Sunday, March 18, 2012

Views hits counter for videos in Plone

Some years ago we developed a Plone site that mainly provided video and multimedia contents. One of requirements was to obtain a views counter for videos in a classic YouTube style, but this feature at the end was cut off.
However the idea to obtain this in Plone for collective.flowplayer persisted in my mind (another product in the set of "products that I want to develop someday and probably I will never do because I don't have time").

Recently I traveled from Ferrara to Rome by train, and back forgetting the book I was reading at home, so... why don't take some time to investigate again this old feature?

First of all: what are the know ways of performing this task?
I took some time to look at the Web; unluckily I don't find some general rules or patterns. I though this not as a "visitors counter" feature: if a user visit the page where we are displaying the video player, it doesn't mean that the user will see the movie.

Now the problem: even if I don't want a perfect system and I don't care if after 100 views the counter will show 90 or 110 (the error will be the same for all views in the site, so statistically speaking, useful), I'd like to create a system where:
  • an evil visitor can spent time to raise manually it's video
  • an evil bot can't raise my counter to 10.000 in few seconds!
Let's move on, step by step on what we can do.

Monitoring the Play of my clip
Flowplayer JavaScript APIs are well done and already integrated in collective.flowplayer, so in Plone. The simplest thing we can do is to rely on the onStart clip's event. After this event has been captured by our callback we can think about sending a call to the server, that mean "the user is seeing the video".

The question: is this enough? If I provided a 5 minutes clip and my lazy visitor only see few seconds after moving away, can I count this as a new video view? Even if my super-fast Internet connection already downloaded and buffered it all?

My answer is "no" (however this can't be taken as "the right answer"). Let's try to think about a system that monitor only if the video has been totally view!

Monitor the end of my clip
The next step is to use also the onFinish event. We can monitor if the user starts to see the clip but also we can check if the clip is completed. In this way we can send to the server our message only when the video has been finished.

This is a step forward, but we can't be sure again that the user really watch the video. He could start to watch at the clip and then move the slider some seconds before the end.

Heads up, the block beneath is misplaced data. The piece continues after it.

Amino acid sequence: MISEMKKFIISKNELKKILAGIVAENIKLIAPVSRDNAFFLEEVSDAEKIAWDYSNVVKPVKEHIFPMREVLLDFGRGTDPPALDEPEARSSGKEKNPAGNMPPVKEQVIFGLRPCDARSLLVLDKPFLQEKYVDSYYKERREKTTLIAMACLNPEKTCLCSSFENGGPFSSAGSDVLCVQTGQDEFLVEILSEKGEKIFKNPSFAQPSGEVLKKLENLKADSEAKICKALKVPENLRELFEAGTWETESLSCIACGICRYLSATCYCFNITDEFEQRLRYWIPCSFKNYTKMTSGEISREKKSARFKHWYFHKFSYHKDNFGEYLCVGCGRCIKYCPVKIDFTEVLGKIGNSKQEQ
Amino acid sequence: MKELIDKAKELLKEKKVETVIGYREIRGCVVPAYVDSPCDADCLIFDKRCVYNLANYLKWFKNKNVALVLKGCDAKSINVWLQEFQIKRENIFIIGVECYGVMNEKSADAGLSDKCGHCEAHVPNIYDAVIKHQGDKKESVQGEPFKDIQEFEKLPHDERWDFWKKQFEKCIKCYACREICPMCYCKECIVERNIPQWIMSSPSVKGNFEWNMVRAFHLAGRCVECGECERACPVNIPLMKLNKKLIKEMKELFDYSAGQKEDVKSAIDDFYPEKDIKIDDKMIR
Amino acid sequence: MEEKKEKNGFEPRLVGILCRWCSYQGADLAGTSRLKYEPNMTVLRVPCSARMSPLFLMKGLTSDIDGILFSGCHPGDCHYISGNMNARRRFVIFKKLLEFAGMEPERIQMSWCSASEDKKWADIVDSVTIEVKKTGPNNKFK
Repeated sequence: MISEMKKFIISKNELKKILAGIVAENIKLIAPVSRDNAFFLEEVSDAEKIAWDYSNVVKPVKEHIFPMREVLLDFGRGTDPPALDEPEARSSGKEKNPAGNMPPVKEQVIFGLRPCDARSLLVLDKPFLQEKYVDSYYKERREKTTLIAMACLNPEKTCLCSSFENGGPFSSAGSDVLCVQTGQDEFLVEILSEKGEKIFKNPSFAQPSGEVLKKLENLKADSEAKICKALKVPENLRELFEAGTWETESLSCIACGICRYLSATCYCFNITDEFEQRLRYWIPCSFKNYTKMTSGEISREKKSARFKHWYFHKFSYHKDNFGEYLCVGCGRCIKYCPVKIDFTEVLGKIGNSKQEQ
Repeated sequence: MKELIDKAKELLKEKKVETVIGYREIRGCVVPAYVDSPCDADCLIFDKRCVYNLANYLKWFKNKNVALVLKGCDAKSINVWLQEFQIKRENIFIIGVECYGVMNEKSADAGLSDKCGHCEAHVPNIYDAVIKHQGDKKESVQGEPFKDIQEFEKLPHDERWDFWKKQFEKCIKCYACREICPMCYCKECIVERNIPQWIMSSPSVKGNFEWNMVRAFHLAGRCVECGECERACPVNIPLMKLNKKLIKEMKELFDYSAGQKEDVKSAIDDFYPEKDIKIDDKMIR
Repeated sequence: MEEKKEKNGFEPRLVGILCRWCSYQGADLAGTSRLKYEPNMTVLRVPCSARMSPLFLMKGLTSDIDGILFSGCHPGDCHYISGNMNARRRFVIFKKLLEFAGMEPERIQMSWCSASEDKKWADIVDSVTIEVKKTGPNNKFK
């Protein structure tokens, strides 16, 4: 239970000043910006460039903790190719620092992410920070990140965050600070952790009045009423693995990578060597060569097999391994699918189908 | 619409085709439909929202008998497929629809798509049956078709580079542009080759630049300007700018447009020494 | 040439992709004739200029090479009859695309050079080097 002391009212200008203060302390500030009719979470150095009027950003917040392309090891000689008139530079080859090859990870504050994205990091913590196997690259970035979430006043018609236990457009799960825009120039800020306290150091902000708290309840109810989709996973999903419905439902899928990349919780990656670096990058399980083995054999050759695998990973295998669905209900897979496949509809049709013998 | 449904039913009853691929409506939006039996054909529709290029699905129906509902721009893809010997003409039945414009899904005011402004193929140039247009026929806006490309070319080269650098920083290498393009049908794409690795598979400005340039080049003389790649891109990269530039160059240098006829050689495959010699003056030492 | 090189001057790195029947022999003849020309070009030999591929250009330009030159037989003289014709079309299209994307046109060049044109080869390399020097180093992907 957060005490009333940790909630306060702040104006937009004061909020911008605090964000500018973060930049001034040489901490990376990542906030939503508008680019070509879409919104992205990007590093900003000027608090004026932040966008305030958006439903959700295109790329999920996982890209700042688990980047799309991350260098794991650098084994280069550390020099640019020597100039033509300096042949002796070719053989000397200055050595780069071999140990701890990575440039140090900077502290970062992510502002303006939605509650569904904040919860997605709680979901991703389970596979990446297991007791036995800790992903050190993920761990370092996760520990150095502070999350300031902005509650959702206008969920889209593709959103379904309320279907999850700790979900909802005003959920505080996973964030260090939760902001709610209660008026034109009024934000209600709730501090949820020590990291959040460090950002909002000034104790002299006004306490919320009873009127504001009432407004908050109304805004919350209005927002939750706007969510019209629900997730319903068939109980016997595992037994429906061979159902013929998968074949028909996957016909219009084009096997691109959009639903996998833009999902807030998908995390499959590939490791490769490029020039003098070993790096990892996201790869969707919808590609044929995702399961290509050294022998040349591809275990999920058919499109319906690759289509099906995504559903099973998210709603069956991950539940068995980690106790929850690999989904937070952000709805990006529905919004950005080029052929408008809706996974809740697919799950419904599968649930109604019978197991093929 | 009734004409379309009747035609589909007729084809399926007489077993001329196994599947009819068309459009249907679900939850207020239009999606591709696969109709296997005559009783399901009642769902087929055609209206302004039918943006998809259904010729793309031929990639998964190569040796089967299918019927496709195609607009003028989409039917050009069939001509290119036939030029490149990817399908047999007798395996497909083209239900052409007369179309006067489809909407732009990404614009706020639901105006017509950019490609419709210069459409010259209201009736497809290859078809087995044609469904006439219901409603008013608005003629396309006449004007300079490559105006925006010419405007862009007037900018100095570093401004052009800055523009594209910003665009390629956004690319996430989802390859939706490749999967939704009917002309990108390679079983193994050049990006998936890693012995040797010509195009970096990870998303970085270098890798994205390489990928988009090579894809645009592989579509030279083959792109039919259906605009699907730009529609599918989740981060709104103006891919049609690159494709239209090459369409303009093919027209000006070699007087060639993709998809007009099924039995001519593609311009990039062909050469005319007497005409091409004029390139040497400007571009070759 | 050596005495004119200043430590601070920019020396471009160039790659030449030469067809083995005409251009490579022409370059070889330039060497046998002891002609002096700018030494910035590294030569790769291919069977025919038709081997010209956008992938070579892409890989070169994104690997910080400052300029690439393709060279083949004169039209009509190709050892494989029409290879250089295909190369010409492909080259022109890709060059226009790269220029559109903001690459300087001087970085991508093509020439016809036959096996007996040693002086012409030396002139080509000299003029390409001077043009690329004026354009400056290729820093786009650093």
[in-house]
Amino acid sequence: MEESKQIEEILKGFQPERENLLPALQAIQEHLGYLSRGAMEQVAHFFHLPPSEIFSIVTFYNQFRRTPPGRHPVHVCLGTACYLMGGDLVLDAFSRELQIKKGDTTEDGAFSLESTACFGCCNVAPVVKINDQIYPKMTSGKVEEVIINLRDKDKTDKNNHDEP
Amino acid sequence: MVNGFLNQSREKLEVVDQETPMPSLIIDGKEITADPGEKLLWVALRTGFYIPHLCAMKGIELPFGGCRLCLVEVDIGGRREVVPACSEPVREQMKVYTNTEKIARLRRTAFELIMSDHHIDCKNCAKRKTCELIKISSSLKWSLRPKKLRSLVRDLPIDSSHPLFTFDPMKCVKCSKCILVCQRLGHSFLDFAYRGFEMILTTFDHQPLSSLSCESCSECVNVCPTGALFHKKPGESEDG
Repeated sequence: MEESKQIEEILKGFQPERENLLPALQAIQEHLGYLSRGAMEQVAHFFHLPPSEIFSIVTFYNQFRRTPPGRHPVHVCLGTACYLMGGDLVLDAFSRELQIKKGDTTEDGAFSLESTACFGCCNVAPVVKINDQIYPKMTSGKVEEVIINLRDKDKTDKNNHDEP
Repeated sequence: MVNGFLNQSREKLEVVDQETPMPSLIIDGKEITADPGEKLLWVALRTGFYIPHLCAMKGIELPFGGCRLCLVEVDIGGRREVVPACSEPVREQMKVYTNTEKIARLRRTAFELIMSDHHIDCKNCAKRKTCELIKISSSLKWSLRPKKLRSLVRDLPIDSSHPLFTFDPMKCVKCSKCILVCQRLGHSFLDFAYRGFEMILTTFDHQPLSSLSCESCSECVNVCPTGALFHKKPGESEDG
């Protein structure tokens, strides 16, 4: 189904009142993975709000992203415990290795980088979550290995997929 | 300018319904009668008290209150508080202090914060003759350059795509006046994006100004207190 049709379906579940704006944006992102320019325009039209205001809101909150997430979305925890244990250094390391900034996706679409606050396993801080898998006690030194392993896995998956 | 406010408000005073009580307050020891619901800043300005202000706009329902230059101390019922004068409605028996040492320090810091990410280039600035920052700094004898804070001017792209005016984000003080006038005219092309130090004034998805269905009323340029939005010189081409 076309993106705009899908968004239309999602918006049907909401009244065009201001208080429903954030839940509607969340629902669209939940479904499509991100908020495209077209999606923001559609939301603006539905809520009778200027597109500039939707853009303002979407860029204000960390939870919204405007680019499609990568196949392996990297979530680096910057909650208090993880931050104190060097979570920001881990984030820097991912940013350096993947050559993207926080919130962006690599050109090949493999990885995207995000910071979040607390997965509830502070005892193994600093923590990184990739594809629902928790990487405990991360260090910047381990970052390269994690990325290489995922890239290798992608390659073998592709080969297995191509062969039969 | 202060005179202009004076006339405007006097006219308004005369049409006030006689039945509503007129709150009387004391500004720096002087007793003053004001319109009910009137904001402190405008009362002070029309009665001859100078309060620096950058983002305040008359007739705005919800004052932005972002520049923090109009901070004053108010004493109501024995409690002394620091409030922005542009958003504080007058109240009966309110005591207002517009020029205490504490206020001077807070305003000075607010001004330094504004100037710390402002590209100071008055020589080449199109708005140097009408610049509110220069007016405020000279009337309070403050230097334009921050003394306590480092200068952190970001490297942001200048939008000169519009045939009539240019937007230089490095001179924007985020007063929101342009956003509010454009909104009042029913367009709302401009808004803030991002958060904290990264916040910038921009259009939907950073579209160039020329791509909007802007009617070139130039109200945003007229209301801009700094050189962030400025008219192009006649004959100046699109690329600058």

Monitor cuepoints
The two JavaScript events above were already know by me, I used them while developing collective.flowplayer_toolbar.
What I learned looking at the documentation is that Flowplayer APIs also support cuepoints. Cuepoints are a set of events callback that are automatically called every n seconds (let me use 5 as n for our example).

Now we send to the server the final message only if the onStart event has been executed and if all cuepoints also are also executed. To do this we simply use a counter that is increased after every cuepoint execution.
We still rely on the onFinish event, but we can use JavaScript to be sure that the message is sent only if the counter reached an certain amount. This amount must be a value that depends on clip duration but again: Flowplayer APIs contains method to obtain video duration.

Starting to think at the Evil Guy
In a perfect world, where all are Good Guys and no one will ever try to break rules, the general description of the code given above can be enough. But we have Evil Guy.
Who is the Evil Guy? Is a technically-low-level visitor that don't know how to write code or hack JavaScript, but simply try to raise a views counter of a clip. Is a cheater.
How he can do? First of all he can spend a lot of time clicking the "Play" button again and again, every time the clip reach the end (Evil Guy always has a lot of free time).

To protect our site from this type of attack we simply need to monitor that this clip has been already view by that user. When the video starts we can send a call to the server and get from it a generated random token that we keep secretly in the JavaScript environment and on the server itself.
We will not use cookie for this, because Evil Guy can quickly learn how to manipulate them, so we choose to keep this information in the Zope session (this can lead to problems with multiple Zope instances, in that case we probably need some complex RAM cache). We store also the video path, because we want that users still able to look at other site's clip (and raise counters normally on them).